In the first of this two-part series, Olivier Spielmann VP of managed security services EMEA at Kudelski Security discussed the factors that drive the need for a more comprehensive approach to Incident Response. The question of how to prevent cybersecurity attacks is never straightforward, but as cyber security attacks increase – especially over the festive period – there are five things that every security leader can do to improve their incident response capabilities and limit the impact of a breach.
Top 5 Tips for Bolstering Incident Response Capabilities
Generally speaking, many of the same technologies and capabilities that contribute to a strong and mature cybersecurity posture also improve your ability to conduct rapid and effective incident response. As shown in the previous blog post, the overlap between the best ransomware prevention strategies and cybersecurity hygiene is significant.
Training your teams to follow well thought-out incident response plans — even when under immense pressure — is essential. So is the ability to detect incidents rapidly with 24/7 security monitoring and proactive threat hunting.
It’s also vital to involve senior management and the board in incident response planning since the business implications of a large-scale crisis are extensive.
Beyond this, we have five specific pieces of advice.
#1: Take a holistic approach. We’ve mentioned this already, but it bears repeating. A proactive approach to incident response involves a broad array of cybersecurity functions and capabilities — from readiness assessment, ongoing security monitoring to vulnerability management, threat intelligence, red teaming training and program remediation. It’s essential to assess and strive to improve your security operations in their entirety.
#2: Continually assess and improve your capabilities. In a world of rapidly evolving technologies and even faster-evolving threats, change is the only constant. The only way your security program can hope to keep pace with these developments is to perform ongoing self-assessment and strive for continuous improvement.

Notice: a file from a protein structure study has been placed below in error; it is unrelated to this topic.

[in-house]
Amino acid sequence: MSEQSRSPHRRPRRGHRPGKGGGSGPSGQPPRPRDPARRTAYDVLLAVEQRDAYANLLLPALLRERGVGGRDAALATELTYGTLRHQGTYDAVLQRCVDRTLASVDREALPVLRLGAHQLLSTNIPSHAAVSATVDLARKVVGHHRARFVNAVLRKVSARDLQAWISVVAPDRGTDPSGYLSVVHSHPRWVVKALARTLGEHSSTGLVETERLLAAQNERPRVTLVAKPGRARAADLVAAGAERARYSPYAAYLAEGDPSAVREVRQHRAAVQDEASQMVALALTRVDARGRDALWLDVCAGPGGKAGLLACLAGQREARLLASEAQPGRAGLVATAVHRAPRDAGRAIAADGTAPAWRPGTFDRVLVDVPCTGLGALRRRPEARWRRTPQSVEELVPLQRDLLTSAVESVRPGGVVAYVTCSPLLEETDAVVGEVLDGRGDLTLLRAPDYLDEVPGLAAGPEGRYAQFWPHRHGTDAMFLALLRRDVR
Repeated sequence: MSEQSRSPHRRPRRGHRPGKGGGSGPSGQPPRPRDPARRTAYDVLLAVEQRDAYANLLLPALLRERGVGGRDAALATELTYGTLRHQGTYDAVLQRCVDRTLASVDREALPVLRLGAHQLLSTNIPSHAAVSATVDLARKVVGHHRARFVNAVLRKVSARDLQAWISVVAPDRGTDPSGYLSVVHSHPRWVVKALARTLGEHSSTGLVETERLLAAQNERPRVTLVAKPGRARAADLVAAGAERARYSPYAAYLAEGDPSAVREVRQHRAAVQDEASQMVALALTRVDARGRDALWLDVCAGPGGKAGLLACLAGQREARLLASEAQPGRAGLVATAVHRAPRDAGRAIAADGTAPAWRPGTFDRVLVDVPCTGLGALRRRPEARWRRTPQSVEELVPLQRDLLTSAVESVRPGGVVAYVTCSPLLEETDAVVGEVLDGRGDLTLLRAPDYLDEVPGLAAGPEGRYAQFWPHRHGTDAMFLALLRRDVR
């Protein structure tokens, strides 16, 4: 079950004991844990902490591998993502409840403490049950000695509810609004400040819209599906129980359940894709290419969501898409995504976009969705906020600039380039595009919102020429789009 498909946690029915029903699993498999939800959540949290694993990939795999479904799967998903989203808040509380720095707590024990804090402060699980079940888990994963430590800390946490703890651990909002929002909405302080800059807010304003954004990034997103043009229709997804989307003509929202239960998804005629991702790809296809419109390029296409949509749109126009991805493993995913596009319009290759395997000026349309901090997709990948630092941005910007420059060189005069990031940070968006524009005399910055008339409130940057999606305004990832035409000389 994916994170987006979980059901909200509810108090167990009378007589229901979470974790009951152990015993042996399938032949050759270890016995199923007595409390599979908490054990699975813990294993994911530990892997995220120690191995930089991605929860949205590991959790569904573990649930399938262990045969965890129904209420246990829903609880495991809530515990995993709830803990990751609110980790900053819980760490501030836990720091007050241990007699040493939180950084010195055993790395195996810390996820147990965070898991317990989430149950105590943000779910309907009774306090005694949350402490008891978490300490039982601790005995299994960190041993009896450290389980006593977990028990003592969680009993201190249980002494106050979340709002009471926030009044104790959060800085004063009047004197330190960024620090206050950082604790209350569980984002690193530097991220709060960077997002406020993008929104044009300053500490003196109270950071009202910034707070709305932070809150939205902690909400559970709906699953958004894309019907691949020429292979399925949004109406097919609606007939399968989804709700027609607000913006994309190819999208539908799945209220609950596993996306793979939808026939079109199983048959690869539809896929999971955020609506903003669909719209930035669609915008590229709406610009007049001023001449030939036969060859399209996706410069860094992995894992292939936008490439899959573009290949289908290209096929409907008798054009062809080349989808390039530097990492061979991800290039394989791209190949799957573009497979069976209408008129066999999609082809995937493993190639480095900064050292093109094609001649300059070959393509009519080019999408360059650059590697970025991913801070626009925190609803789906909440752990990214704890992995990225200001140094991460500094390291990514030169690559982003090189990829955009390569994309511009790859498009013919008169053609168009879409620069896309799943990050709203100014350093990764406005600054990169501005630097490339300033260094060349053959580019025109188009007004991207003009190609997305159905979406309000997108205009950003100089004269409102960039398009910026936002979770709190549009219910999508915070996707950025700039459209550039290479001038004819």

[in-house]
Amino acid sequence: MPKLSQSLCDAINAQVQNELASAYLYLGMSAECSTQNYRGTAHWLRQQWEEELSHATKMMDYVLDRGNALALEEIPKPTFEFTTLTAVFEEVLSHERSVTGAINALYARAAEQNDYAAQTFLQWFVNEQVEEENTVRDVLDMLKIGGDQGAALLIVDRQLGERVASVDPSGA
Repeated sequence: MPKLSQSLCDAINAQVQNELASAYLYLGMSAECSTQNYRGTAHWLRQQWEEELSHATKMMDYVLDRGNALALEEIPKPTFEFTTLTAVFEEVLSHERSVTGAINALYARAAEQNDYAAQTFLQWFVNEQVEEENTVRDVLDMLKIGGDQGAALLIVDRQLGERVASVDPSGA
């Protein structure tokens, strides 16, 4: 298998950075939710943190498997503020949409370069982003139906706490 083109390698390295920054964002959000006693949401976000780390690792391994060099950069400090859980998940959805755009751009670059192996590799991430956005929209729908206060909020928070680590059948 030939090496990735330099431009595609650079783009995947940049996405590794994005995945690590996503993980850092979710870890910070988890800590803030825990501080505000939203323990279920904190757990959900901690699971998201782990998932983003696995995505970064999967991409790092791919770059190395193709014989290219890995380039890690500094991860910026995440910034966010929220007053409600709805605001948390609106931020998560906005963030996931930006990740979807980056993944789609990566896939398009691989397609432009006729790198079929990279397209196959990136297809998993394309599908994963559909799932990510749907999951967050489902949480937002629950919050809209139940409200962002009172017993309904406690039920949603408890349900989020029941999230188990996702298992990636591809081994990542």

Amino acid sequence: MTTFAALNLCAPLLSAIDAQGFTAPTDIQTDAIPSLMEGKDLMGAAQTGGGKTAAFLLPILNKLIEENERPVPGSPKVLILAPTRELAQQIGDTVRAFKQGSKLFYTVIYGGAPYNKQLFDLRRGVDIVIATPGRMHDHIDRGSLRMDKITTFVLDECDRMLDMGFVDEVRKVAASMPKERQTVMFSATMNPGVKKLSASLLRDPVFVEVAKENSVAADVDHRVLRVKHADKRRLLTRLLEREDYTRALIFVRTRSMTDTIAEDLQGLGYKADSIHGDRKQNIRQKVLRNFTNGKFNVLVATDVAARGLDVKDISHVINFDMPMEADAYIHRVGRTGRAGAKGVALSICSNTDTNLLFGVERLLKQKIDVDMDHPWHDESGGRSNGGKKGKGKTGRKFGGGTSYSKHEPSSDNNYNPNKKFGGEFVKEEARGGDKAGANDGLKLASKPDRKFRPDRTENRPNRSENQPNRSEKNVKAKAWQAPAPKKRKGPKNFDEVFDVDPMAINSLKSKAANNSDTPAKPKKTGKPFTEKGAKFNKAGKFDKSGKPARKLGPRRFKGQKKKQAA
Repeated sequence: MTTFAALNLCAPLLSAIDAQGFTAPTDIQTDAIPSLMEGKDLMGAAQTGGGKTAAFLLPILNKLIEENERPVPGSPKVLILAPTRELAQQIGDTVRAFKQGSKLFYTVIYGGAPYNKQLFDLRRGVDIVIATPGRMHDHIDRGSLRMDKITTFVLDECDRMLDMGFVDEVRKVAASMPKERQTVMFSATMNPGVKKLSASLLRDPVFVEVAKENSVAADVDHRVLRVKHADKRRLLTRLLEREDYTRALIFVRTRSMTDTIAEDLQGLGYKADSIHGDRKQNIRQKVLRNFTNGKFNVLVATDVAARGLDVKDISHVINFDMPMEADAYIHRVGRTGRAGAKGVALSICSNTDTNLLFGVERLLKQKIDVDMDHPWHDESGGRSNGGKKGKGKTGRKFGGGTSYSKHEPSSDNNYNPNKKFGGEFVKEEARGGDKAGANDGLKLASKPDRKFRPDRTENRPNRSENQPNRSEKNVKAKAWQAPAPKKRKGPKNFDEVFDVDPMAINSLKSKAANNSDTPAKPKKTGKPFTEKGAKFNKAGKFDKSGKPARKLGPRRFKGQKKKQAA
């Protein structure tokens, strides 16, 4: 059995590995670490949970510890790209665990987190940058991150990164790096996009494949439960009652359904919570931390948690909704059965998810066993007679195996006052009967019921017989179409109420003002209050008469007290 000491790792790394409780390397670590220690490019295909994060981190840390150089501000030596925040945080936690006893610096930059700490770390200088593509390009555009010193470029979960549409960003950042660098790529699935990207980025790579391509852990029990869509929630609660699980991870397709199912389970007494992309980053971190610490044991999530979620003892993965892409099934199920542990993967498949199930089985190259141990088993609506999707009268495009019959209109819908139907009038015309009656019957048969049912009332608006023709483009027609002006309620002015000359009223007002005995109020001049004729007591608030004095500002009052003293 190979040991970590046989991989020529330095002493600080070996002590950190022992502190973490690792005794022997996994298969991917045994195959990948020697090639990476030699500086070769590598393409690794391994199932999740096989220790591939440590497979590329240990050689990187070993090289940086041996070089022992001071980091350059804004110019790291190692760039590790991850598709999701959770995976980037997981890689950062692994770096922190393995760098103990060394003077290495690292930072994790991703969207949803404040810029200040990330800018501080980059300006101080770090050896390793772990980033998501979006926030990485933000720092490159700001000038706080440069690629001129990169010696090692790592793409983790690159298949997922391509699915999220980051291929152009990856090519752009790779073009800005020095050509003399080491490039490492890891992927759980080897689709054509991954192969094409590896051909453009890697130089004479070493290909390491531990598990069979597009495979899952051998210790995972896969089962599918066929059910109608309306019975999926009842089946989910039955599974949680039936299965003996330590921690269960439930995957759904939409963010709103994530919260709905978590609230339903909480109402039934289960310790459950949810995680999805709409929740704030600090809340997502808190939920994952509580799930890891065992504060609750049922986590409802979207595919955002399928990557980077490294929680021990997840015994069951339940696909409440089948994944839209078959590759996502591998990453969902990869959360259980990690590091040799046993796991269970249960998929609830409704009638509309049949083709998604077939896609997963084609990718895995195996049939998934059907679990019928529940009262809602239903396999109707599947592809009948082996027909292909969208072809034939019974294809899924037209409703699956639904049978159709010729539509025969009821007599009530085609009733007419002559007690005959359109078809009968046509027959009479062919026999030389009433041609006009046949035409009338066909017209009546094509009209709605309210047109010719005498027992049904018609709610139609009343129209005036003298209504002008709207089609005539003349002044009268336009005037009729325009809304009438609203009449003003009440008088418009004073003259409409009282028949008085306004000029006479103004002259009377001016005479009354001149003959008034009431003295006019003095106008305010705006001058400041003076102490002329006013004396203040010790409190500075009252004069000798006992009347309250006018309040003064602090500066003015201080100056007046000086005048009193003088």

#3: Be ready to respond to current real-world threats. The threat landscape and latest attack tactics are changing on a daily basis. Infusing current, high-fidelity threat intelligence that’s relevant to your organization’s size, industry and unique risk models into your incident response planning can help you prioritize effectively.
#4: Today’s ransomware attacks demand new backup strategies. In the past, backup solutions were often designed to make it as quick and convenient as possible to restore data. Ransomware operators now try to take advantage of that capability – for easy, speedy restores – and leverage it to encrypt or destroy backups. What’s needed today are immutable backups that even users with administrative credentials cannot delete.
#5: Understand that the move to the cloud introduces new challenges. Making use of containers, Kubernetes and microservices-driven architectures can introduce new efficiencies and greater flexibility into your operations. However, if your team hasn’t been trained on how to manage your new cloud environment securely, you’re likely to increase your risk exposure. The move to the cloud will require new approaches to secure identities, data, and applications as well as new backup strategies, and a new understanding of configuration management.